A Genealogy of the Barnum, Barnam and Barnham Family

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A One-Name Study for the BARNUM/BARNHAM Surname



Notes for Nancy FISH


Following the death of his first wife, P. T. Barnum married Nancy Fish in 1874. His new wife, 40 years his junior, was born in 1850 in England. She was the daughter of John Fish, a Manchester cotton mill owner and an old friend of P. T. Barnum, who had based his commercial success on the principles laid down by Barnum.

A US Passport was issued to Nancy Barnum, as the widow of P.T. Barnum, on 7 Dec 1891. She was described as 41 years old, 5 feet 4 inches tall, high forehead, blue eyes, large nose, proportionate mouth, round chin, dark brown hair, fair complexion and full face.

The New York Times, August 8, 1895. Mrs. P. T. Barnum Married. She Becomes the Wife of Demetrius Callias Bey, a Greek—The Wedding a Very Quiet Affair.
Mrs. Phineas T. Barnum, widow of the great American showman, was married in this city yesterday afternoon to Demetrius Callias Bey, who is said to be a Greek, although bearing a Turkish title. The ceremony was private, and there was manifested on the part of those immediately concerned a disposition to keep the affair a profound secret.
Mrs. Barnum had been staying at the Plaza Hotel for about a week, and the bridegroom had been a guest at another up-town hotel for a short time.
Mrs. Callias declined to talk about the marriage last evening. But her companion and confidential friend, Miss Leigh, confirmed the report of the wedding. Miss Leigh said that Mrs. Callias did not wish to make any statement regarding her marriage, although she consented to the simple announcement of the fact.
Callias Bey and his bride are at the Plaza Hotel.
About 10 o'clock last night Callias Bey went out for a walk with a friend and returned to the hotel about 11 o'clock. He speaks little English and was not inclined to talk about his marriage. When asked about it he made the laconic rejoinder, "To-morrow, to-morrow," with emphasis, which indicated that he might have been employed in the Turkish Diplomatic Service.
Callias Bey and his bride will sail for Europe soon, although the date of their departure has not been positively settled.
A civil marriage is said to have been had in the office of Col. Robert G. Ingersoll, and a religious ceremony later performed at the Greek Orthodox Chapel, 342 West Fifty-third Street, by the Rev. Agathodorus A. Papageorgopoulos.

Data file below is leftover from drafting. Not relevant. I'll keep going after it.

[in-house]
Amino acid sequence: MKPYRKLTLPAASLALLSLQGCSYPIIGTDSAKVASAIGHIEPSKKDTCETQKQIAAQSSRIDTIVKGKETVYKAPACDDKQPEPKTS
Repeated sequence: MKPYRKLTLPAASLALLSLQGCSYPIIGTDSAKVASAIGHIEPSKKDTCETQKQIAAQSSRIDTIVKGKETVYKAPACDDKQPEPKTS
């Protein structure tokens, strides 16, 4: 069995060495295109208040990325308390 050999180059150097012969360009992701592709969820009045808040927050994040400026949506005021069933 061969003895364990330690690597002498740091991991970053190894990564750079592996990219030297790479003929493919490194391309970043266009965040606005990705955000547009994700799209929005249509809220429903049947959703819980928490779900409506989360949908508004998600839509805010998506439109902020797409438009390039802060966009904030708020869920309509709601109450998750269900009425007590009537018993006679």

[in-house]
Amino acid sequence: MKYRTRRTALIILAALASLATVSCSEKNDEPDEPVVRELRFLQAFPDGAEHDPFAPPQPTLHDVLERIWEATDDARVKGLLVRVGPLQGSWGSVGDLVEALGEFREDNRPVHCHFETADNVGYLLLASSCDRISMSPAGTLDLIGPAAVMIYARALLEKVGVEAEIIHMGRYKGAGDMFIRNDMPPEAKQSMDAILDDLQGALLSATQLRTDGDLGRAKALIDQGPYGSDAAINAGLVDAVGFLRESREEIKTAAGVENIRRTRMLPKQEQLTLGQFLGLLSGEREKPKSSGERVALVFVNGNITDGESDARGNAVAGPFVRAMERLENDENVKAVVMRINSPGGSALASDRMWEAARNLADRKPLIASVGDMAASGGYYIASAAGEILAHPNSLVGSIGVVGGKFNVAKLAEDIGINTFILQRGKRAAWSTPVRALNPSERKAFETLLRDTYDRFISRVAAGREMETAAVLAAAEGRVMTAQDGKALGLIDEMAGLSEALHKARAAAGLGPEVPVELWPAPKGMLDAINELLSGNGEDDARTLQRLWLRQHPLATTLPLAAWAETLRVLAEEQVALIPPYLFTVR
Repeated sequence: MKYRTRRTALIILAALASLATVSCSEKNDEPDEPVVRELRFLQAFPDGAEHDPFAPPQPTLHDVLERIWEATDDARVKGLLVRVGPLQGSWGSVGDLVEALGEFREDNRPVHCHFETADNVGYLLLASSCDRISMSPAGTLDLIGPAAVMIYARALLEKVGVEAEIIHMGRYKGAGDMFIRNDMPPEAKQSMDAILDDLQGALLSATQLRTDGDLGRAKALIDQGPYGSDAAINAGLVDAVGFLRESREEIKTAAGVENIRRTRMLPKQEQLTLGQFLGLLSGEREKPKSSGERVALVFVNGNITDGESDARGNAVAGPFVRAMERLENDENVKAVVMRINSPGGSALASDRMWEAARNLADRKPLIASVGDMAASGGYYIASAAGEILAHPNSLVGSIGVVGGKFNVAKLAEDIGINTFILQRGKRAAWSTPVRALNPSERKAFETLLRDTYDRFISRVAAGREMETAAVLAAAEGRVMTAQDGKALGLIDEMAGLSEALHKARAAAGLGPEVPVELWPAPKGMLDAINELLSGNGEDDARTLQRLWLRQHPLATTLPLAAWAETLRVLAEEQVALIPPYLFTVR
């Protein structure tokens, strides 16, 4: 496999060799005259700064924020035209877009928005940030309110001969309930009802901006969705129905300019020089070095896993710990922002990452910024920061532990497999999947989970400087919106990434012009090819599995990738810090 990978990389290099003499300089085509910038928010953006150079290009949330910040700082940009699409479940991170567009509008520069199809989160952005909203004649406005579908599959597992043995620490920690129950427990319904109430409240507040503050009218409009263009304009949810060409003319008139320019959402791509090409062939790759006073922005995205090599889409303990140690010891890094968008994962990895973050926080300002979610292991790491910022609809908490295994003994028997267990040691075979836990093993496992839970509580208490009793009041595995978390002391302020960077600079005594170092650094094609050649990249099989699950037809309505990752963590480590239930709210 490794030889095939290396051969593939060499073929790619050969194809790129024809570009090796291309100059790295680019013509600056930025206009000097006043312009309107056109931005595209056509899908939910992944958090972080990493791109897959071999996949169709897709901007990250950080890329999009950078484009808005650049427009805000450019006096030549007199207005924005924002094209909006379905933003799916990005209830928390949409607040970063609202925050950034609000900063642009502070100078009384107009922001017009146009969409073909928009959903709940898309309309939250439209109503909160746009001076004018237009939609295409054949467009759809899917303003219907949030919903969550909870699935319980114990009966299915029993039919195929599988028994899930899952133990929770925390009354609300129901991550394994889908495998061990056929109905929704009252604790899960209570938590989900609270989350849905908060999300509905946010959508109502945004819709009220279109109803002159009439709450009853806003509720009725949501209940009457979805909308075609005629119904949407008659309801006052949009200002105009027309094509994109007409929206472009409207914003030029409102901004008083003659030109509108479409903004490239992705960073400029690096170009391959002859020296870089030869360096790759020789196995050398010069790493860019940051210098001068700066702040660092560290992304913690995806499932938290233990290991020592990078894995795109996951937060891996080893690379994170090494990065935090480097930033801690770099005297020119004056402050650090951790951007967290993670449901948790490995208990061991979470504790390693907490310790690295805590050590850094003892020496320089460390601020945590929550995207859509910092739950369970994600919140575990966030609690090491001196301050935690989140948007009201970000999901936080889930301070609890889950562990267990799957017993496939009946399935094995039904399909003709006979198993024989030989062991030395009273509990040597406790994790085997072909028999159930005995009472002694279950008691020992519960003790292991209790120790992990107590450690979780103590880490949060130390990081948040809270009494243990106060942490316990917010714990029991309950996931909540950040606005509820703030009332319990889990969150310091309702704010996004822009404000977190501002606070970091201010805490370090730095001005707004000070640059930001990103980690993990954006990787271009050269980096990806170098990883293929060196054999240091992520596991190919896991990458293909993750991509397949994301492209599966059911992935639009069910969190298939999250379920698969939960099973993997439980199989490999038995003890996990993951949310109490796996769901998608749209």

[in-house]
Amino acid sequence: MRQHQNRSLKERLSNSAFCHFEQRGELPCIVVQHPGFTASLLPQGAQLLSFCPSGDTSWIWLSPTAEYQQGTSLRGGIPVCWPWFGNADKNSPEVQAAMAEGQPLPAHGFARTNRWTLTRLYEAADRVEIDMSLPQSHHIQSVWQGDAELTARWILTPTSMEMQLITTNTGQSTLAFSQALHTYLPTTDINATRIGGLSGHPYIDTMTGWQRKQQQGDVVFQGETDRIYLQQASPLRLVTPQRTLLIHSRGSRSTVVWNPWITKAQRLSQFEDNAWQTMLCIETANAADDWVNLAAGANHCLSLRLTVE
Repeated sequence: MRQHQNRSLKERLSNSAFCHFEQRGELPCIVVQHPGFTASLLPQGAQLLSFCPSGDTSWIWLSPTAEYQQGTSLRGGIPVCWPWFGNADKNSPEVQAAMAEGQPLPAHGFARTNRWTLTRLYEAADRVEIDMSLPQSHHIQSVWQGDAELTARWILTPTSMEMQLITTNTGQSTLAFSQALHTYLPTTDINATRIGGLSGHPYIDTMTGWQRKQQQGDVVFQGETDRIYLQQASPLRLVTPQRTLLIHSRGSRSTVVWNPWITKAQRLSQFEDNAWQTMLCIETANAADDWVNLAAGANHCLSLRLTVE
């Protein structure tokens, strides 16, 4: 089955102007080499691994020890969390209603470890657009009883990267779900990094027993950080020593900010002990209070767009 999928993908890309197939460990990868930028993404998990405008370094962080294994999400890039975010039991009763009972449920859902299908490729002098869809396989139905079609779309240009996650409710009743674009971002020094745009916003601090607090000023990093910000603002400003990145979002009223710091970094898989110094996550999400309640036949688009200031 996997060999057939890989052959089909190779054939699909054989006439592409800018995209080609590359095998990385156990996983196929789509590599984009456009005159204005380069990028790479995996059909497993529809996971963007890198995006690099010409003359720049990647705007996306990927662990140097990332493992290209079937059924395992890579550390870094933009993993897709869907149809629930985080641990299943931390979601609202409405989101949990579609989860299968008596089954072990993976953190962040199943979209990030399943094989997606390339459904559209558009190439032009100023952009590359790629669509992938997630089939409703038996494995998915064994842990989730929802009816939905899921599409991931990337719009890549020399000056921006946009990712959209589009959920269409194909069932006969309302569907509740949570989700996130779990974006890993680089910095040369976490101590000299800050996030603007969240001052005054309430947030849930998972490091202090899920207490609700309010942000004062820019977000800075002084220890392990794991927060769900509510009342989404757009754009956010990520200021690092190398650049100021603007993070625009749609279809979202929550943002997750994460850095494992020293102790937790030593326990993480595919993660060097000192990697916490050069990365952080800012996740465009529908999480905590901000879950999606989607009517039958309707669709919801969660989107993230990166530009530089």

Col. Ingersoll is absent from the city. The butler at his home, 400 Fifth Avenue, said he had not been in the city for several days. The pastor of the Greek Chapel lives at 103 West Eightieth Street. No response was made to the ringing of the bell there.
Mr. [P. T.] Barnum met the woman who yesterday became Mrs. Callias in a romantic manner. She was the daughter of a Lancashire, England, cotton miller named Fish. In 1858 Mr. Barnum lectured in Manchester, England, and after the lecture Mr. Fish called on the great showman to tell him that his success in life was due to his reading of Mr. Barnum's autobiography, which fired his ambition to make money. When Mr. Fish built a new mill, his daughter christened the engine "Barnum."
After the death of the first Mrs. Barnum, Mr. Fish visited America. His daughter's letters so delighted Mr. Barnum that, as he put it, he fell in love with her before he saw her. They were married in 1874. The bride was half the age of her husband.
The marriage was a happy one. Mr. Barnum's children by his first wife became devoted to their stepmother. A new and elegant residence was built at Bridgeport, in the Queen Anne style, which was called Marina. In the planning and furnishing of this mansion Mrs. Barnum took a large share.
It was in this luxurious house that the great showman died in 1891.

The New York Times, September 20, 1896. Ill in Constantinople. Bridgeport, Conn., Sept. 19.—The State Department at Washington was called upon by Benjamin Fish of this city yesterday to ascertain the condition of Demetrius Callias Bey, husband of former P. T. Barnum. Cablegrams sent to Constantinople by Mr. Fish had been withheld by the Turkish authorities. Today Mr. Fish received word saying that the Bey was very ill at his hotel in Constantinople.

The New York Times, June 24, 1927. P. T. Barnum's Widow Dies. Death of Baroness d'Arengian in Paris Reported in Bridgeport.
Bridgeport, Conn., June 23 (AP).—A cablegram received here tonight reported the death of the Baroness d'Alexandry d'Arengian, widow of P. T. Barnum, showman, in Paris this afternoon.
Phineas T. Barnum died in 1891. In the annual accounting of a trust fund he created it was reported to the Probate Court in Bridgeport in April, 1925, that the fund of $1,205,000 had produced during the previous twelve months an income of more than $99,000, of which $40,000 was paid to the widow, Nancy Barnum d'Alexandry d'Arengian.

Time magazine, Monday, July 04, 1927. Died. Baroness Nancy Fish Barnum Callius d'Arengian; onetime wife of Phineas Taylor Barnum, famed U. S. showman; in Paris. After Mr. Barnum's death in 1891 she married Demetrius Callius Bey, Greek, and after his death—D'Alexandry d'Arengian, Frenchman.
England & Wales, FreeBMD Birth Index, 1837-1915 about Nancy Fish. Name: Nancy Fish; Year of Registration: 1850; Quarter of Registration: Apr-May-Jun; District: Blackburn; County: Lancashire; Volume: 21; Page: 34.
When Nancy died she was cremated and then buried, not next to P.T. Barnum, but to her second husband Demetrius Callias Bey.
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